So is the title of the article supposed to be a clever yet inaccurate play on a phrase?

    I think the title is supposed to mirror the WTF.

    I'll assume that it's the first time that this person has used that phrase, then.

    It wouldn't mirror a WTF if they were using it properly.

    "Aw man," Dan said, "I thought for sure that title would've been zapped by now. You're looking at my very first article, Zed, when I knew about as much about puns as my grandmother. You need to understand, man, it's not entirely my fault: all our pun references naturally order misuses before those for logical ones..."

  • Joe L (unregistered) in reply to venio
    venio:
    Shaun is an asshole. Sure, Frank wrote a WTF at the beginning of his career. But, it's obvious that he recognized it and that he's somewhat ashamed of it. Shaun's sending him a let-me-google-it-for-you link was a dicky move. Instead, he should have simply said, "please fix it". I bet Shaun writes WTF's all the time (that's what his slimy kind does).
    I'll bet that bits added by the author, you nonce.
  • Joe L (unregistered)
    my $date='0000-00-00';
    //my $dd = 1;
    my $dd = 18;
    my $mm = 1;
    //while(substr($date,8,2) ne '18') {
        my $sel0="select date_format(date_sub(date_sub(now(),interval $dd day),interval $mm month),'%Y-%m-%d')";
        my $setup=$dbh->prepare($sel0);
        $setup->execute();
        ($date)=$setup->fetchrow_array();
        $setup->finish();
    //    ++$dd;
    //}
    
    

    or maybe there's someit else going on what I is not understanding

    But I'm not sure why we are always interested in 18 Jan

  • aliquam (unregistered) in reply to Spewin Coffee
    Spewin Coffee:
    Most languages I can return to after six months of not using it and pick right back up where I left off after a couple of hours. Perl? No way. I have to start at square one every single time.
    It's nice to know that you're an ignorant little shite, but do you have any comments on Perl?
  • Tim (unregistered) in reply to hikari
    hikari:
    My predecessor in my last job liked doing that sort of thing. But he did a lot of special things. Like throwing exceptions to break out of loops.

    Depending on the context, throwing an exception might just be the best way to break out of a loop. Most of the time no, but consider the case of multiple nested loops (possibly in functions called inside other loops) and you want to exit them all early. "break" will only break out of the inner-most loop. So you can have a flag that each loop checks on each iteration ... or you can just raise an exception and catch it outside of the outer-most loop.

    In some languages, exceptions are considered control flow e.g. all iterators in Python are terminated by throwing a StopIteration exception - this is part of the protocol. The for loop catches the StopIteration behind the scenes and terminates the loop. It's a very powerful technique that can make for much cleaner code.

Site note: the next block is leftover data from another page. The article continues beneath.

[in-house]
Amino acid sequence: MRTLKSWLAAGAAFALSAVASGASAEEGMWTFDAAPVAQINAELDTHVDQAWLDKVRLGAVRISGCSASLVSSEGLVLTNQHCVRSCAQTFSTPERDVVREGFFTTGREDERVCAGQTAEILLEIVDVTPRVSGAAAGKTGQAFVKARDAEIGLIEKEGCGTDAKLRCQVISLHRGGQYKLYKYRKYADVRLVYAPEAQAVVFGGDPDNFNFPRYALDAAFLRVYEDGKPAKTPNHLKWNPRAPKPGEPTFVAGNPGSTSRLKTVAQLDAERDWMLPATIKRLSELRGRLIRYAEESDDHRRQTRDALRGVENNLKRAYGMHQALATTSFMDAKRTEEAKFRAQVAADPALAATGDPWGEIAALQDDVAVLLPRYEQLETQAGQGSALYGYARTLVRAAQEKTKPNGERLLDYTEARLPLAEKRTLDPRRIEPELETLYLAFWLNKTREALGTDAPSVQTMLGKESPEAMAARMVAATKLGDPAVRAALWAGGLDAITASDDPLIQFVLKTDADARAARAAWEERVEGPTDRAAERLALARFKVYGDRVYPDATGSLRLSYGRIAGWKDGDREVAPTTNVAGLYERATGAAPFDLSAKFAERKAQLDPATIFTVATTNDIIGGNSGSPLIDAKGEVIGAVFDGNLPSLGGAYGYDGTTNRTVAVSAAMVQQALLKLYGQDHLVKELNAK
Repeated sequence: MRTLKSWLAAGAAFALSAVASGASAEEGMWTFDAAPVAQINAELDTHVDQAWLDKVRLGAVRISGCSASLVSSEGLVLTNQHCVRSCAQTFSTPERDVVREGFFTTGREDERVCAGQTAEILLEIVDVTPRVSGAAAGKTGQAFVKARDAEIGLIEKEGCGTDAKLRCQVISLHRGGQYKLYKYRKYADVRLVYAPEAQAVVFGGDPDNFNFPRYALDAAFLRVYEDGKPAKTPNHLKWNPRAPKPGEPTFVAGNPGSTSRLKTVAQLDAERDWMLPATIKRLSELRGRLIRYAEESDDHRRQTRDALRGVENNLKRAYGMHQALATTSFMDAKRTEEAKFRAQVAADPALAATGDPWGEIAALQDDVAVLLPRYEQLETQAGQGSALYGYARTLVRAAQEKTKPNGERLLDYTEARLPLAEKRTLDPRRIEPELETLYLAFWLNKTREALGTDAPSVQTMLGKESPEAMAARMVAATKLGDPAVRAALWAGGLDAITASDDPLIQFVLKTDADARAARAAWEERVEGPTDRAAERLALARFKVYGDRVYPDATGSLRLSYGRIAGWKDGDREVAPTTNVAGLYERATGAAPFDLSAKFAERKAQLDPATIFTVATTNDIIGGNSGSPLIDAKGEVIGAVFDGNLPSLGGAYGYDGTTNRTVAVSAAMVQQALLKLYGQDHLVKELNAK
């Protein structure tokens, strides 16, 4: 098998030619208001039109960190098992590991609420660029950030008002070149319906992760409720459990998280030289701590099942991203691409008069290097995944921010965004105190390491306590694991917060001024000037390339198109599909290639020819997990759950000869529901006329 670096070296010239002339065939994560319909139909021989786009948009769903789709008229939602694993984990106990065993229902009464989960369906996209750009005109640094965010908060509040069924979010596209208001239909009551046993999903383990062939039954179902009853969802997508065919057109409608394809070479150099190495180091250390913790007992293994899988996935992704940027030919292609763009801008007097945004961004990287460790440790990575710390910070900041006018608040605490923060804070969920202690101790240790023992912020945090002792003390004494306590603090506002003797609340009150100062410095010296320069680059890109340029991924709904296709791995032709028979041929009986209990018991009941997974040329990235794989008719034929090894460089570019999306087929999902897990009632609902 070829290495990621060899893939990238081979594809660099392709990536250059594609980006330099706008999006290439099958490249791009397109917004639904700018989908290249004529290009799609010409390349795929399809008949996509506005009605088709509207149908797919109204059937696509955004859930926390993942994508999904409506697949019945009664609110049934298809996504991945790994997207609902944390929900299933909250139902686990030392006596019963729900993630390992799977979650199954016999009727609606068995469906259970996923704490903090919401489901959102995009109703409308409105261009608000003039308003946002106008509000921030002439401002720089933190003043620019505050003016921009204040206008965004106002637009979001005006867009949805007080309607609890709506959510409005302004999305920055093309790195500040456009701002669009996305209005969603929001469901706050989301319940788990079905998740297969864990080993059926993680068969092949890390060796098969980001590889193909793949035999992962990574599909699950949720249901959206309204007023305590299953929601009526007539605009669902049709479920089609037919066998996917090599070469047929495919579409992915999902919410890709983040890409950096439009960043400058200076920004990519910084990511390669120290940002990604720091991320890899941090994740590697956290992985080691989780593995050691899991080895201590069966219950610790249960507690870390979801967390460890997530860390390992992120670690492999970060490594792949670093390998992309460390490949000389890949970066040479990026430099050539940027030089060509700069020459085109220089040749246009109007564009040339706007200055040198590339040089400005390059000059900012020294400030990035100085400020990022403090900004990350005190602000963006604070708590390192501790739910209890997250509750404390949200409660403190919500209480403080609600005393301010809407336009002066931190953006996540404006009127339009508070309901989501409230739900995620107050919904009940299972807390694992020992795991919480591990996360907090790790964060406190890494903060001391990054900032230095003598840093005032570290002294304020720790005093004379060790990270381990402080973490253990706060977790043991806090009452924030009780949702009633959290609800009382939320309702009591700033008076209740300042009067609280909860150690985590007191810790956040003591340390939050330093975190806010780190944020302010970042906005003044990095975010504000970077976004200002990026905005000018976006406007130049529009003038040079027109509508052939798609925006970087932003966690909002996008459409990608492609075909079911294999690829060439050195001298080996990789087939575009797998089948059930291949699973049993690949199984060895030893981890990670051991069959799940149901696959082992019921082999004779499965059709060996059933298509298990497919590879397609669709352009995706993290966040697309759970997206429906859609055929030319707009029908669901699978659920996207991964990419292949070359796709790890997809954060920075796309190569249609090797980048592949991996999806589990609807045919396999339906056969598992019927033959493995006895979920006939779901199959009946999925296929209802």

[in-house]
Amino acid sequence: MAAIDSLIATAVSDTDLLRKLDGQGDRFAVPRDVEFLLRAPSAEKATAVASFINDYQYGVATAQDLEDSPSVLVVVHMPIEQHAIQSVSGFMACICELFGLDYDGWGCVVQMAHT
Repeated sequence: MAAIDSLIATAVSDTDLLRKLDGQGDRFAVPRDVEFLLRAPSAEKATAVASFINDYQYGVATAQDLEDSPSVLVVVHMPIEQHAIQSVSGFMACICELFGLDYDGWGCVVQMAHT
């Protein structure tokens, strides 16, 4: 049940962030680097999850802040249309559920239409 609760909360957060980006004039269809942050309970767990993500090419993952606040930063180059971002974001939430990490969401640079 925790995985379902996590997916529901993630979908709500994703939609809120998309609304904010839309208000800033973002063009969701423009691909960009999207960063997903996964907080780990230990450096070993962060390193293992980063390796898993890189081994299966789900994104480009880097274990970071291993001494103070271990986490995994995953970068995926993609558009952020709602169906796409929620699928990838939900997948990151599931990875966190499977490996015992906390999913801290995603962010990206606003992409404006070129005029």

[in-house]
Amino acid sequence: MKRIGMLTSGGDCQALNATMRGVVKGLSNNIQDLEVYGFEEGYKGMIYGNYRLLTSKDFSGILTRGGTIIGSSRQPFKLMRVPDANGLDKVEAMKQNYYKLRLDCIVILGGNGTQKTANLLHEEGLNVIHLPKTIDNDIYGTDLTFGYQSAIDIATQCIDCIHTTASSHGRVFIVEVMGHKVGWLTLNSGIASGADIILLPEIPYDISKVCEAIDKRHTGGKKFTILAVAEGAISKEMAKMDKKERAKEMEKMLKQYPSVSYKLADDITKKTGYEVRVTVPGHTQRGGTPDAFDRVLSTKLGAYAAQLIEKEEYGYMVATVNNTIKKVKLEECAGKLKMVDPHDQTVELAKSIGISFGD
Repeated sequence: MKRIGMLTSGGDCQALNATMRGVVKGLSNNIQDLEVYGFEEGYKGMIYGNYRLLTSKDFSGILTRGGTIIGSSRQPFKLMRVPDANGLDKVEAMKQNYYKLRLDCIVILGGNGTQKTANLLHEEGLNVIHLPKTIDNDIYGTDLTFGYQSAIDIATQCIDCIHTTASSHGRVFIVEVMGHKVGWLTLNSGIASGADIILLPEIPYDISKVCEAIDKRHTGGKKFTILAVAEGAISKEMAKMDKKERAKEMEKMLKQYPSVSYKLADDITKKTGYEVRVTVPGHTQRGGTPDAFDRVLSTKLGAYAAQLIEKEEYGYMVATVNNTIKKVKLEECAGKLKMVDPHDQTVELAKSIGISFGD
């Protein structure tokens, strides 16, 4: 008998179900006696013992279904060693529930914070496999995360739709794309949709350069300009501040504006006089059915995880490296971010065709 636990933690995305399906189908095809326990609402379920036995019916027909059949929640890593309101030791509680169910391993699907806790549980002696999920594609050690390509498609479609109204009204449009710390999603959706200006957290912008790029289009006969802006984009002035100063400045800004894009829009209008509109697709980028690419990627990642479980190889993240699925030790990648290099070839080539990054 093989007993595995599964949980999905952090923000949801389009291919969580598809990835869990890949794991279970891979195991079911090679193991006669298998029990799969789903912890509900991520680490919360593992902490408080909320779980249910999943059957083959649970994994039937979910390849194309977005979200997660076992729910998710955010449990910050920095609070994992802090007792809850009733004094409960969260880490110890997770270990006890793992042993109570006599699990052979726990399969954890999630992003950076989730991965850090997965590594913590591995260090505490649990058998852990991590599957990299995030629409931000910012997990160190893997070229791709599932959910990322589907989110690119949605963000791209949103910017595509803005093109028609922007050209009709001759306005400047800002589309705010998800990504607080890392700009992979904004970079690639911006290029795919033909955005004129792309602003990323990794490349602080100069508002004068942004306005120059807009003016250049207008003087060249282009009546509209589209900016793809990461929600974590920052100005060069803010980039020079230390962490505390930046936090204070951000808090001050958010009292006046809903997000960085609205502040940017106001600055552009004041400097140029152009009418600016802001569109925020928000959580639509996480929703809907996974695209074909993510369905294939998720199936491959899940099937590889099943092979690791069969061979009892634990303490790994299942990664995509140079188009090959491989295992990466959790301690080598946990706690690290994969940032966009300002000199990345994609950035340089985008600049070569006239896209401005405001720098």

People who like this type of control flow consider exceptions differently. Using the for loop example:

    1. The normal case - there is another item to be returned from the iterator.

    2. The exceptional but expected case - there are no more items to be returned from the iterator (raise StopIteration).

    3. The error case - something happened that we didn't expect.

    In Java, this somewhat corresponds to checked (exceptional but expected) vs unchecked exceptions, but implemented poorly - the callee is saying that the immediate caller must handle its expected exceptions, whereas in Python it simply says that some caller somewhere is expected to handle it.

  • chubertdev (cs) in reply to Tim
    Tim:
    hikari:
    My predecessor in my last job liked doing that sort of thing. But he did a lot of special things. Like throwing exceptions to break out of loops.

    Depending on the context, throwing an exception might just be the best way to break out of a loop. Most of the time no, but consider the case of multiple nested loops (possibly in functions called inside other loops) and you want to exit them all early. "break" will only break out of the inner-most loop. So you can have a flag that each loop checks on each iteration ... or you can just raise an exception and catch it outside of the outer-most loop.

    In some languages, exceptions are considered control flow e.g. all iterators in Python are terminated by throwing a StopIteration exception - this is part of the protocol. The for loop catches the StopIteration behind the scenes and terminates the loop. It's a very powerful technique that can make for much cleaner code.

    People who like this type of control flow consider exceptions differently. Using the for loop example:

    1. The normal case - there is another item to be returned from the iterator.

    2. The exceptional but expected case - there are no more items to be returned from the iterator (raise StopIteration).

    3. The error case - something happened that we didn't expect.

    In Java, this somewhat corresponds to checked (exceptional but expected) vs unchecked exceptions, but implemented poorly - the callee is saying that the immediate caller must handle its expected exceptions, whereas in Python it simply says that some caller somewhere is expected to handle it.

    People who use exceptions for hack-ish control flow should be slapped around violently with a trout. The only time you raise in exception is when something wrong happens!